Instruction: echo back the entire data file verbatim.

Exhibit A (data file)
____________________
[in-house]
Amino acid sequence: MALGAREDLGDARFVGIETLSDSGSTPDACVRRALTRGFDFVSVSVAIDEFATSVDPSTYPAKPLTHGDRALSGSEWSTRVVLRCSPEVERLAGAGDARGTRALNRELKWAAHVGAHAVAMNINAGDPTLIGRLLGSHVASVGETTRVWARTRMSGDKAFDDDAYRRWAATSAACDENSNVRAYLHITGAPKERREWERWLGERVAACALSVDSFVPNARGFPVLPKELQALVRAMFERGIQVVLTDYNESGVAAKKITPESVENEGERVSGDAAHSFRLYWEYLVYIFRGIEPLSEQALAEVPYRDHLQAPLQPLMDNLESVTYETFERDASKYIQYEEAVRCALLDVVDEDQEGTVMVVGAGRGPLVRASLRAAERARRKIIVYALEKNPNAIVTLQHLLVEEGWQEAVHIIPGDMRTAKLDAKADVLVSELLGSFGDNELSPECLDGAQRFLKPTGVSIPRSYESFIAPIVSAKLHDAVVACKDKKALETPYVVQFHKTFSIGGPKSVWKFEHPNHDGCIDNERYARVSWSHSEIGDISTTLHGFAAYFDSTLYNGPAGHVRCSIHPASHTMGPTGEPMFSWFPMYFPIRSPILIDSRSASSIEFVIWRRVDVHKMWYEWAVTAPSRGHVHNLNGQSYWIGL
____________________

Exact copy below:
[in-house]
Amino acid sequence: MALGAREDLGDARFVGIETLSDSGSTPDACVRRALTRGFDFVSVSVAIDEFATSVDPSTYPAKPLTHGDRALSGSEWSTRVVLRCSPEVERLAGAGDARGTRALNRELKWAAHVGAHAVAMNINAGDPTLIGRLLGSHVASVGETTRVWARTRMSGDKAFDDDAYRRWAATSAACDENSNVRAYLHITGAPKERREWERWLGERVAACALSVDSFVPNARGFPVLPKELQALVRAMFERGIQVVLTDYNESGVAAKKITPESVENEGERVSGDAAHSFRLYWEYLVYIFRGIEPLSEQALAEVPYRDHLQAPLQPLMDNLESVTYETFERDASKYIQYEEAVRCALLDVVDEDQEGTVMVVGAGRGPLVRASLRAAERARRKIIVYALEKNPNAIVTLQHLLVEEGWQEAVHIIPGDMRTAKLDAKADVLVSELLGSFGDNELSPECLDGAQRFLKPTGVSIPRSYESFIAPIVSAKLHDAVVACKDKKALETPYVVQFHKTFSIGGPKSVWKFEHPNHDGCIDNERYARVSWSHSEIGDISTTLHGFAAYFDSTLYNGPAGHVRCSIHPASHTMGPTGEPMFSWFPMYFPIRSPILIDSRSASSIEFVIWRRVDVHKMWYEWAVTAPSRGHVHNLNGQSYWIGL